July 19, 2015 | By Mike Jensen, Inquirer Columnist
Some ballplayers introduced themselves yesterday to their new teammates. Other teams had been practicing in recent days, trying to take the whole thing as seriously as time allowed. Some showed up at the Herb Magee Court at Philadelphia University with six guys. Others went as deep as a pro team, and were full of pro players. The whole concept is as old as basketball. Get a team together, get on the court. As long as you keep winning, you keep playing. The big hook here: The team left standing at the end divvies up $1 million.
NEWS
April 6, 2014 | By Rick O'Brien, Inquirer Staff Writer
Neumann-Goretti's Ja'Quan Newton and Constitution's Ahmad Gilbert were named players of the year in their respective classes on the Pennsylvania Sports Writers all-state boys' basketball teams announced Friday. Newton, a 6-foot-3 senior guard, was selected the top player in Class AAA. Gilbert, a 6-6 junior forward, gained the honor in Class AA. For guiding Constitution to a 28-5 record and a second state title in three seasons, Rob Moore was named coach of the year in Class AA. The all-state girls' basketball teams also were announced, but no one from Southeastern Pennsylvania was named player of the year or coach of the year.
NEWS
July 23, 2013
The New York Mets' troubles aren't confined to their record as of last week's All-Star break, which made the .500 Phillies look downright hopeful. The team also made the mistake of scheduling a Native American Heritage Night for this week - on the day of a game against the tomahawk-chopping Atlanta Braves. After belatedly discovering the unfortunate coincidence, the team tried to dial back the festivities, which were being organized in partnership with the New York-based American Indian Community House.
SPORTS
April 18, 2013 | The Inquirer Staff
St. Joseph's senior Chatilla van Grinsven was named the Big Five women's basketball player of the year, and the Hawks' Cindy Griffin received coaching honors Tuesday. Joining van Grinsven on the first team were Villanova's Laura Sweeney (Cherokee), Penn's Alyssa Baron, Temple's Victoria Macaulay, and La Salle's Brittany Wilson. Penn's Keiera Ray was the rookie of the year. Baseball. In his second career start, freshman John Ryan (Paul VI) allowed just one run on three hits in eight innings for Immaculata (12-15)
BUSINESS
April 20, 2012 | Michael Armstrong
The Business page would not be my first choice to learn about the fanaticism displayed by supporters of Philadelphia's sports teams. After all, you can see people wearing Flyers jerseys or driving cars with the Phillies' "P" on the front license plate. Team names are painted into lawns. I pass a custom minibus emblazoned with the "Eagles" logo sitting in a driveway when I take one of the younger Armstrongs to his violin lesson each week. But Philadelphia's deep identification as a rabid sports town brought about 120 businesspeople to the Four Seasons Hotel on Thursday to hear a panel of experts make the case that it's not all fun and games.
SPORTS
July 25, 2009 | By Bob Brookover INQUIRER STAFF WRITER
The Eagles officially passed the title of defensive coordinator from Jim Johnson to Sean McDermott yesterday. With Johnson still battling the metastatic melanoma that was discovered by doctors during the Eagles' playoff run in January, the decision was mutually agreed upon that it was time for McDermott to take control of the defense. McDermott, a 35-year-old graduate of La Salle High School and a member of the Eagles' organization since 1998, will speak about his new role for the first time today at a 1 p.m. news conference.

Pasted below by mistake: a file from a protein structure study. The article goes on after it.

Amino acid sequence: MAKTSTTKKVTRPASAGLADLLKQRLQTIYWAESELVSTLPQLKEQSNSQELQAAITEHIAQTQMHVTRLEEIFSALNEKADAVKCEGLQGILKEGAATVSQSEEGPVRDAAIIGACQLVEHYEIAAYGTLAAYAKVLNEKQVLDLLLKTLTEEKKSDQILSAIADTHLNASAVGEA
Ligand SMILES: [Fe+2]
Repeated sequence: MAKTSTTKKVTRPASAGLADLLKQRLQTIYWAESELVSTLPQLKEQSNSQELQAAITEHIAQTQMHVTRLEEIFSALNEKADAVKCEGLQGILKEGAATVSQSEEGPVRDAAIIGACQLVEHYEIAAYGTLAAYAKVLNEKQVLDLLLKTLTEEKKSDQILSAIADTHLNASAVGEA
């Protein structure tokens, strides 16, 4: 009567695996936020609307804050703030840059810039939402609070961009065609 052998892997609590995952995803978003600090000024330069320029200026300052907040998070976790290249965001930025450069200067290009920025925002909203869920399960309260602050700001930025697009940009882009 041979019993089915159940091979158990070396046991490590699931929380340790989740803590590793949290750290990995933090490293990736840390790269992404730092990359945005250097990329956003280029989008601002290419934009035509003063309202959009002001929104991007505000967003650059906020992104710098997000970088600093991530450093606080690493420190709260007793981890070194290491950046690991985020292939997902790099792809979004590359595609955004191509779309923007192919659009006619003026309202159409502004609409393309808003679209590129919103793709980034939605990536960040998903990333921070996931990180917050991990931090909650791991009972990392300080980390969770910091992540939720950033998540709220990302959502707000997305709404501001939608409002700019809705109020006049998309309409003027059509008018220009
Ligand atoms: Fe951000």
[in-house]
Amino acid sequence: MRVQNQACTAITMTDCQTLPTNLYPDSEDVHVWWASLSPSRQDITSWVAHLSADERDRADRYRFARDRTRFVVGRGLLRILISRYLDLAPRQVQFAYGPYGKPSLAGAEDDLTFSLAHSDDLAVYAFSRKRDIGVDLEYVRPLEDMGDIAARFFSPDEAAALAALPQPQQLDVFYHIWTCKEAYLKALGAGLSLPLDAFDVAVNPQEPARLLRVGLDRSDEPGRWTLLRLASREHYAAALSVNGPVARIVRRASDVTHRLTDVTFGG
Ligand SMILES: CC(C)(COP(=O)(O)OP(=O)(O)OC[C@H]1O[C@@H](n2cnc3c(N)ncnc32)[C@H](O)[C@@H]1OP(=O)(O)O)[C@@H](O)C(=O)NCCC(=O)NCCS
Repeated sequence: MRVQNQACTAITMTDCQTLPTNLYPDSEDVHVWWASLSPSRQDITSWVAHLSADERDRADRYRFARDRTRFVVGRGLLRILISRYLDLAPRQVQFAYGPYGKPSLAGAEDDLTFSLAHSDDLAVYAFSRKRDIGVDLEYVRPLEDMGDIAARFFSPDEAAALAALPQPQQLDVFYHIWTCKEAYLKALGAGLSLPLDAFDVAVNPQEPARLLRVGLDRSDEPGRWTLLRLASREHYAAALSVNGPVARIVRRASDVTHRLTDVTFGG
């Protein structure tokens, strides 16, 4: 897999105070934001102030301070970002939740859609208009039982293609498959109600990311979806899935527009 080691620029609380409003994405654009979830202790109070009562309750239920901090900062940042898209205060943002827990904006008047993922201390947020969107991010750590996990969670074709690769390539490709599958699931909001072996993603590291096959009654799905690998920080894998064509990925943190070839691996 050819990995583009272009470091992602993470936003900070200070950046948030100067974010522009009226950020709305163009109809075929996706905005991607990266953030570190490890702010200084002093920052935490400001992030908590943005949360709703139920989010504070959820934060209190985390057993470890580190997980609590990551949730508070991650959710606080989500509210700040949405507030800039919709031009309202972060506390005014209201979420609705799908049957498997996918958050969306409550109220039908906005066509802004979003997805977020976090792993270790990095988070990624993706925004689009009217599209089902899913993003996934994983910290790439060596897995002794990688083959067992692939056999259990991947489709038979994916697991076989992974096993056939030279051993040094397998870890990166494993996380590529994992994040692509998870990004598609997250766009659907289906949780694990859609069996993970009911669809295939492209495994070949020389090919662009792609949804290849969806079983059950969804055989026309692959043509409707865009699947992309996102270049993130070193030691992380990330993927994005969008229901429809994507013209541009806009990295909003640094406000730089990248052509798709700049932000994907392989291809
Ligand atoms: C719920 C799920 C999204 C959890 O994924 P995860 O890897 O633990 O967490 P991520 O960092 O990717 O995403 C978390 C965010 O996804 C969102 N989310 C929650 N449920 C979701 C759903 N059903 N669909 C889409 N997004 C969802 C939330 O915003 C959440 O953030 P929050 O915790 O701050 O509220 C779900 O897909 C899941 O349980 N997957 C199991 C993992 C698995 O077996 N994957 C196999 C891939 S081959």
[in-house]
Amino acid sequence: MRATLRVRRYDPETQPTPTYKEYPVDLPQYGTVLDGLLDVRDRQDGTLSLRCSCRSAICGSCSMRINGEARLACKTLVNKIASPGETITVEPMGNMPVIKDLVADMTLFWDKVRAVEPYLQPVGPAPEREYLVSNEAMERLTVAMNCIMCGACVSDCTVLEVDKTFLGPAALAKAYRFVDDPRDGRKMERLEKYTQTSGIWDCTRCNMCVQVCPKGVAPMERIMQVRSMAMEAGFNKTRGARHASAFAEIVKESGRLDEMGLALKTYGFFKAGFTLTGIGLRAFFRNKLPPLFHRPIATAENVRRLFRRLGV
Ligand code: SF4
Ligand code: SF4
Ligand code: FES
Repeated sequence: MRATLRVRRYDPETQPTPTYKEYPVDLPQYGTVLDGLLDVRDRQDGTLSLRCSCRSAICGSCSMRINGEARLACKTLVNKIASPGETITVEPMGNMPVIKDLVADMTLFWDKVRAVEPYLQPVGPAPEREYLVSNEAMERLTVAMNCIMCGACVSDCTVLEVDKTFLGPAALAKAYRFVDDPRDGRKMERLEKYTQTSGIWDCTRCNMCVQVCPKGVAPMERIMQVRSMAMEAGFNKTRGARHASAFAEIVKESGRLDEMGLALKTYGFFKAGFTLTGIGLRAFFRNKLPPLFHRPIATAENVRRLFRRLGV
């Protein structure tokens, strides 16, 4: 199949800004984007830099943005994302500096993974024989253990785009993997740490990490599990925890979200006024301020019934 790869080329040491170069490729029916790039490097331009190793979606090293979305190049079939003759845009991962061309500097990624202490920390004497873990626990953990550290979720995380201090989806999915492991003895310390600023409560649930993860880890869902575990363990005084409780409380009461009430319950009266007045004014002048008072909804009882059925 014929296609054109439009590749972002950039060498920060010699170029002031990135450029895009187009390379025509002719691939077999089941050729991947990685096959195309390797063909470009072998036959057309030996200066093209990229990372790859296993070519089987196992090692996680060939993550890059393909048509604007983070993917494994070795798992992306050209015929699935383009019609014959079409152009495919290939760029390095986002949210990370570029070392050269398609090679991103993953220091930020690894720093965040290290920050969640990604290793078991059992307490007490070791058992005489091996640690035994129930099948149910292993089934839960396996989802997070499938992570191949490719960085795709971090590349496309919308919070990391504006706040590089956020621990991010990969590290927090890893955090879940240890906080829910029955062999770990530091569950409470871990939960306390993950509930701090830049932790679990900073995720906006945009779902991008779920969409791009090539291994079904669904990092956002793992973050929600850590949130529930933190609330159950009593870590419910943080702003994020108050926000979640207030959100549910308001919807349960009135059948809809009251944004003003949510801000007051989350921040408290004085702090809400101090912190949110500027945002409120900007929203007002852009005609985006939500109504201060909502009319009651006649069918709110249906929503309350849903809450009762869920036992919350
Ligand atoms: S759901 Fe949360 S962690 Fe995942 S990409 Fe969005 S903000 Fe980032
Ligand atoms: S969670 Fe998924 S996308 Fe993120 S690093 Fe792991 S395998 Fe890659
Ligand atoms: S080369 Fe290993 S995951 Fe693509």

SPORTS
May 12, 2009 | By Jeff Gammage INQUIRER STAFF WRITER
Some people see a bridge. In fact, they see a very specific bridge, the Commodore Barry, deftly tucked into the logo of the region's new pro soccer team, the Union, which formally announced its name and colors yesterday. A rollicking news conference at Philadelphia City Hall drew hundreds of fans along with dignitaries from Mayor Nutter to Major League Soccer commissioner Don Garber, gathered to celebrate what team co-owner Jay Sugarman grinningly called "the world's worst-kept secret.
NEWS
March 10, 2008 | By Jeff Gammage INQUIRER STAFF WRITER
The new Philadelphia soccer team has chosen its nickname: The IronPigs. Just kidding, soccer fans. Don't have a stroke. Besides, that name is already taken, picked for a new Phillies farm club in Allentown through an online vote of baseball fans. Which explains why, when Philadelphia was formally awarded a Major League Soccer team and Gov. Rendell announced that fans would choose the name, you could see members of the ownership group squirm. Actually, fans will only help select the name.
SPORTS
November 1, 2006 | By Bob Brookover INQUIRER STAFF WRITER
The Eagles yesterday signed a cornerback you've never heard of even though he's a veteran and former division rival. Yes, William James is now a member of the Eagles. Before yesterday, James was known as Will Peterson, but after agreeing to a one-year deal at the prorated veteran minimum of $585,000, the Eagles announced his name change as well as his addition to the roster. To make room for Peterson - sorry, James - the Eagles released cornerback Dexter Wynn, who had returned to the team after a Week 1 injury to Lito Sheppard.
NEWS
September 30, 2004
Washington may or may not get a new President next year, but it is getting a new baseball team. And like almost every major-league team that has ever worn Washington on its jersey, this one is a last-place bunch. Word yesterday was that the poor, mistreated, bumbling Expos will end their long twilight in Montreal and move to the imperial city. Let's hope this team is more successful that the District's previous two. It's not a high bar. The original Senators' penchant for losing inspired the quip, "Washington, first in war, first in peace, last in the American League.